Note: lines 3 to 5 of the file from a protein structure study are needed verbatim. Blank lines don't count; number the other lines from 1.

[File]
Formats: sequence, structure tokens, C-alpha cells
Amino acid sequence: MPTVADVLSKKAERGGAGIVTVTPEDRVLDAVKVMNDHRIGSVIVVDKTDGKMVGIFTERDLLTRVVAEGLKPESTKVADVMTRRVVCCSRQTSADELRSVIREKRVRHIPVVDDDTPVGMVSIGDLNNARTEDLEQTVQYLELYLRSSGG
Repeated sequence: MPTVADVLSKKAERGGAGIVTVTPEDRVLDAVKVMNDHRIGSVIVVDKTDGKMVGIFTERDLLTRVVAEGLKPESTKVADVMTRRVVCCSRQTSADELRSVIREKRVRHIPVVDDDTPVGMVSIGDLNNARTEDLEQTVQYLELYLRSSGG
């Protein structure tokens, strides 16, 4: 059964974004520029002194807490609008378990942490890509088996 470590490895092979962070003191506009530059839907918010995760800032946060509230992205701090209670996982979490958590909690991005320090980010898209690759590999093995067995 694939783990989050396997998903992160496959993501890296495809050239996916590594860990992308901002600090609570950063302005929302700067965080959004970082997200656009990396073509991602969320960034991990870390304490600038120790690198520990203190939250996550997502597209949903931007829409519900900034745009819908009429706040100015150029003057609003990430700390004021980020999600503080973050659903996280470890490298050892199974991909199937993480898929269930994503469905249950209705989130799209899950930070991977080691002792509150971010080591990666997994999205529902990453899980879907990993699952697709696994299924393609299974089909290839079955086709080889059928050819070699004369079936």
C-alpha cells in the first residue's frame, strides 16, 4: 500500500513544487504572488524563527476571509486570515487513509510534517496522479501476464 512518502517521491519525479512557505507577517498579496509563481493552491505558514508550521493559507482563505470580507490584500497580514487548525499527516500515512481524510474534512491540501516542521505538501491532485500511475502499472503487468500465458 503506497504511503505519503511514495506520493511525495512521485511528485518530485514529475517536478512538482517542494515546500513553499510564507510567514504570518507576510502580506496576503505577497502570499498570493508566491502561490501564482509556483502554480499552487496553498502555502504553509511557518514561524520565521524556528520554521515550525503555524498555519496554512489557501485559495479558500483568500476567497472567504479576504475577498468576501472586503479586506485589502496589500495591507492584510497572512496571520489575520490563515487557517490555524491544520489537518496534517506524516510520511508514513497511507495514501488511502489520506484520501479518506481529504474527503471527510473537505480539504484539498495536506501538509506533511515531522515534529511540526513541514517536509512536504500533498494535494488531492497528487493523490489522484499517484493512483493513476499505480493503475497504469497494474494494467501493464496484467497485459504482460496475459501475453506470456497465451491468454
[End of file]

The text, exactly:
Repeated sequence: MPTVADVLSKKAERGGAGIVTVTPEDRVLDAVKVMNDHRIGSVIVVDKTDGKMVGIFTERDLLTRVVAEGLKPESTKVADVMTRRVVCCSRQTSADELRSVIREKRVRHIPVVDDDTPVGMVSIGDLNNARTEDLEQTVQYLELYLRSSGG
């Protein structure tokens, strides 16, 4: 059964974004520029002194807490609008378990942490890509088996 470590490895092979962070003191506009530059839907918010995760800032946060509230992205701090209670996982979490958590909690991005320090980010898209690759590999093995067995 694939783990989050396997998903992160496959993501890296495809050239996916590594860990992308901002600090609570950063302005929302700067965080959004970082997200656009990396073509991602969320960034991990870390304490600038120790690198520990203190939250996550997502597209949903931007829409519900900034745009819908009429706040100015150029003057609003990430700390004021980020999600503080973050659903996280470890490298050892199974991909199937993480898929269930994503469905249950209705989130799209899950930070991977080691002792509150971010080591990666997994999205529902990453899980879907990993699952697709696994299924393609299974089909290839079955086709080889059928050819070699004369079936």
C-alpha cells in the first residue's frame, strides 16, 4: 500500500513544487504572488524563527476571509486570515487513509510534517496522479501476464 512518502517521491519525479512557505507577517498579496509563481493552491505558514508550521493559507482563505470580507490584500497580514487548525499527516500515512481524510474534512491540501516542521505538501491532485500511475502499472503487468500465458 503506497504511503505519503511514495506520493511525495512521485511528485518530485514529475517536478512538482517542494515546500513553499510564507510567514504570518507576510502580506496576503505577497502570499498570493508566491502561490501564482509556483502554480499552487496553498502555502504553509511557518514561524520565521524556528520554521515550525503555524498555519496554512489557501485559495479558500483568500476567497472567504479576504475577498468576501472586503479586506485589502496589500495591507492584510497572512496571520489575520490563515487557517490555524491544520489537518496534517506524516510520511508514513497511507495514501488511502489520506484520501479518506481529504474527503471527510473537505480539504484539498495536506501538509506533511515531522515534529511540526513541514517536509512536504500533498494535494488531492497528487493523490489522484499517484493512483493513476499505480493503475497504469497494474494494467501493464496484467497485459504482460496475459501475453506470456497465451491468454